what sub roadbed to use in HO 5/8 ply - 1/2 inch homosote 2. inch foam


I am building a 2 level shelf HO layout along my basement walls. I have humidifiers, heat and A/C in the basement but humidity can vary with season

On the lower level I am modelling mountainous terrain (lumber and coal) I have a frame work with 12" placed cross members for risers and cleats. I AM USING COOKIE CUTTER method because of curves and 2-3 % grades.

My question is because of curves and grades, WHAT is the best roadbed support for cookie cutter? 3/8 Plywood, or 2 inch blue foam board, 1/2 Homosote . Can blue foam core bend for the grades and when glued to risers not sag ( what would be a safe distance between risers )

I am trying to avoid cutting plywood on the floor with the power jig saw and gazillion broken blades!

I also have 1/2 Homosote board I could use a razer-Knife or jig saw to cut

LAST, using any base and using Woodland Scenics foam sub-road bed, and DAP glue rather than spikes, HOW does one hold flex track in place and check gauge, particularly at joints on a curve, while glue dries?

That is lot to ask sorry...
Thanks to ALL!
David Miller
Are you talking about 'risers'? That which supports roadbed that is splined or of the cookie-cutter type is commonly called risers. They can be of half-inch ply of decent quality, or thicker, or I use 1X2 or scraps of 1X4 clear spruce. If your cross members and joists are vertical, you can even use your table saw or bench saw to bevel or angle the top surface to match the grade at that point.

Homasote is a compressed wood fiber product. It would not do a good job used as a structural component. Roadbed, sub-roadbed, sure, but not as a riser.
Bit of confusion here, sub-roadbed is generally whatever your base is. You've indicated you are planning to use 5/8th ply and are going to cookie cut it to form your layout's trackwork shapes. That weight of ply is excellent in regard to being more self supporting over greater spans and that will also depend on the quality of the timber used for the plies i.e. softwood V harder varieties. Also the number of plies will be a big factor in dimensional stability of the sheet, 5 plies as against 7 plies, which are the 2 most common (I have seen more in marine plies, but that would be overkill for MRR use.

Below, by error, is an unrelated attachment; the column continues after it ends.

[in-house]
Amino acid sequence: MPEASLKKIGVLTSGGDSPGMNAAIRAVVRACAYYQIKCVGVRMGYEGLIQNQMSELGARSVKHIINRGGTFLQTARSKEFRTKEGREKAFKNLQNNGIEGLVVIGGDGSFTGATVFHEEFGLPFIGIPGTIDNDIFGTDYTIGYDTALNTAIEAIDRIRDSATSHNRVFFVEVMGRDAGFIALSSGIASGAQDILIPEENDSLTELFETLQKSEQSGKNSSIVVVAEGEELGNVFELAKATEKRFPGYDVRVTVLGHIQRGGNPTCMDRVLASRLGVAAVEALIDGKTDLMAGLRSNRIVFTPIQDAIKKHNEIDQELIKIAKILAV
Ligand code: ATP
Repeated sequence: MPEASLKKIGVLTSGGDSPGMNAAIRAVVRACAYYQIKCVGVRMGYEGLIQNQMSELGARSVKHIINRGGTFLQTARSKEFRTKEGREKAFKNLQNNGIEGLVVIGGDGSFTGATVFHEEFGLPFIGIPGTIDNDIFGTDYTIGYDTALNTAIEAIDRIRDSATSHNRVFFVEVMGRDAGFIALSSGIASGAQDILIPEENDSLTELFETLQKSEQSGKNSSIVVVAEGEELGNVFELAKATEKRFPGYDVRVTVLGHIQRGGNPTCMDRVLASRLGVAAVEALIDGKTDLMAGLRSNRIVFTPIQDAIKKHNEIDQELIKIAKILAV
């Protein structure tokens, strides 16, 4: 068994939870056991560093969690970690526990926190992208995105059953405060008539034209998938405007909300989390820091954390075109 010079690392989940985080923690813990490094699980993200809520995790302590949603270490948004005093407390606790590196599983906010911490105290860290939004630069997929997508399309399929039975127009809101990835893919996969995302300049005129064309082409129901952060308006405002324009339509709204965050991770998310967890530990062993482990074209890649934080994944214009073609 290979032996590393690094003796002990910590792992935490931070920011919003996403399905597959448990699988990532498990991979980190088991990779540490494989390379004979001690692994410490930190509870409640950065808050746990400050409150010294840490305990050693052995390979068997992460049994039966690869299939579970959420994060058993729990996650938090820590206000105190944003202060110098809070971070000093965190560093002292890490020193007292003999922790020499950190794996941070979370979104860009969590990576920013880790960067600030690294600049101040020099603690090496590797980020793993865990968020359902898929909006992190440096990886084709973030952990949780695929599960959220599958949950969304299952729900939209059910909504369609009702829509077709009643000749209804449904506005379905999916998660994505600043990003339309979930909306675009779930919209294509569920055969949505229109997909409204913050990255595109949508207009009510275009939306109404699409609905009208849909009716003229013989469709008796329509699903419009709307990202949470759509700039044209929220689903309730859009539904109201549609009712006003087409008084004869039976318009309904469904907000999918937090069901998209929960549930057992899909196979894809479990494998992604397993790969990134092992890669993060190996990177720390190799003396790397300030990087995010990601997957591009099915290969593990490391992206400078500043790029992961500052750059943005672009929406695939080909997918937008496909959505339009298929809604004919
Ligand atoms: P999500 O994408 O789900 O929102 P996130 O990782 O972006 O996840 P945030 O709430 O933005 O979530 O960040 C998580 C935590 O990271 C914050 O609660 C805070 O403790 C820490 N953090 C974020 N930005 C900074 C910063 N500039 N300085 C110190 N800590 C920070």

You mention you have spaced your cross supports at 12". That is amply sufficient to attach risers to for your grades and raised trackwork. I would suggest using offcuts of the ply as your risers and if necessary bevel the tops to suit the angle of your grades as Crandell has said. You could also cut the riser tops to give any superelevation (banking effect) to your curves.

As far as the layers to insulate the trackwork from the sub-broadbed (noise mitigation and ease of track spiking), foam will not bend into a curve very readily, if at all (likely to snap). Have a look at Woodlands Scenic's foam risers which do both the grade and the curves in one hit, how they are made in a concertina fashion to accomplish curving for radius. The main drawback with foam to attach trackwork to is it's lack of ability to hold track spikes securely. Homasote is much better at this and it may insulate noise better as well.

I would also suggest that to get you up off the floor to cut your ply etc, invest in 2 or better 3, folding saw horses (stools) to lay your sheets on. Will save your back and knees a lot of punishment too.
sorry for the confusion I am fine with my risers 1x3 and cleats. I am deciding on the best sub-roadbed surface to attach the track to and be able to adjust it . in the past I glued 1/2 inc homosote to plywood . I is the curved loop back 22 in radius sections I have issues with "horse curves".. . With the homosote I could push in the track nails with a pliers. with plywood you need a pin vise to drill then nail . I never glued track before
Only thing I would add is where you place joints in the sections of plywood and splinting them, in particular on grades. Make sure if you have to join/splint on a grade, to put it in the middle, away from the transitions at each end so that the vertical transition curves onto and off the grade can be formed without kinks. Also try and get the end section back onto the level sections to continue over 2 risers before the next join/splint.